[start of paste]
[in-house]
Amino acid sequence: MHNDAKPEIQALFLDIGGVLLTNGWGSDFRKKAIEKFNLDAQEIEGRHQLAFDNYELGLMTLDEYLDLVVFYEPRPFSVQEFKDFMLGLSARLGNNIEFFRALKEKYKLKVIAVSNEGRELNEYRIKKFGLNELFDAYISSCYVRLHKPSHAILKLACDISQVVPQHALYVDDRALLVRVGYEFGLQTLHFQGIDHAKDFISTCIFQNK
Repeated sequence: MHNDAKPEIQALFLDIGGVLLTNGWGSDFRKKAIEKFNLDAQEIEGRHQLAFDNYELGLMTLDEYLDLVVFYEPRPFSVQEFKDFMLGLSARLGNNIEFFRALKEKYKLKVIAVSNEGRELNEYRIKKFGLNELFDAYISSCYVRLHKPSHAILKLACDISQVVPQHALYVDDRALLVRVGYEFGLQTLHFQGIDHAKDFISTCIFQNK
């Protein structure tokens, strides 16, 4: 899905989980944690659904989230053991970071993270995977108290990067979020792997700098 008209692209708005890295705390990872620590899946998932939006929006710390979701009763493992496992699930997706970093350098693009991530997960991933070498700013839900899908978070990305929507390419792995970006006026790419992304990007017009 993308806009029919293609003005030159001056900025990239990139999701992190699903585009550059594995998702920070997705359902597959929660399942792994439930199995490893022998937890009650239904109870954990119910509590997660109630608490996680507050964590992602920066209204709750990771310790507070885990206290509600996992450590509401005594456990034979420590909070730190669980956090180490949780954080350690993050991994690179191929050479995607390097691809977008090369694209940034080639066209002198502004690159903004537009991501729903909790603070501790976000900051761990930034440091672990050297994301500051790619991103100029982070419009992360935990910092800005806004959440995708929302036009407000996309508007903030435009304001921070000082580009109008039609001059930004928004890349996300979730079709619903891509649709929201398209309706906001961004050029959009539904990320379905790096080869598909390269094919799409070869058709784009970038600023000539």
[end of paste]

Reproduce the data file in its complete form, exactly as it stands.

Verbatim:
[in-house]
Amino acid sequence: MHNDAKPEIQALFLDIGGVLLTNGWGSDFRKKAIEKFNLDAQEIEGRHQLAFDNYELGLMTLDEYLDLVVFYEPRPFSVQEFKDFMLGLSARLGNNIEFFRALKEKYKLKVIAVSNEGRELNEYRIKKFGLNELFDAYISSCYVRLHKPSHAILKLACDISQVVPQHALYVDDRALLVRVGYEFGLQTLHFQGIDHAKDFISTCIFQNK
Repeated sequence: MHNDAKPEIQALFLDIGGVLLTNGWGSDFRKKAIEKFNLDAQEIEGRHQLAFDNYELGLMTLDEYLDLVVFYEPRPFSVQEFKDFMLGLSARLGNNIEFFRALKEKYKLKVIAVSNEGRELNEYRIKKFGLNELFDAYISSCYVRLHKPSHAILKLACDISQVVPQHALYVDDRALLVRVGYEFGLQTLHFQGIDHAKDFISTCIFQNK
């Protein structure tokens, strides 16, 4: 899905989980944690659904989230053991970071993270995977108290990067979020792997700098 008209692209708005890295705390990872620590899946998932939006929006710390979701009763493992496992699930997706970093350098693009991530997960991933070498700013839900899908978070990305929507390419792995970006006026790419992304990007017009 993308806009029919293609003005030159001056900025990239990139999701992190699903585009550059594995998702920070997705359902597959929660399942792994439930199995490893022998937890009650239904109870954990119910509590997660109630608490996680507050964590992602920066209204709750990771310790507070885990206290509600996992450590509401005594456990034979420590909070730190669980956090180490949780954080350690993050991994690179191929050479995607390097691809977008090369694209940034080639066209002198502004690159903004537009991501729903909790603070501790976000900051761990930034440091672990050297994301500051790619991103100029982070419009992360935990910092800005806004959440995708929302036009407000996309508007903030435009304001921070000082580009109008039609001059930004928004890349996300979730079709619903891509649709929201398209309706906001961004050029959009539904990320379905790096080869598909390269094919799409070869058709784009970038600023000539």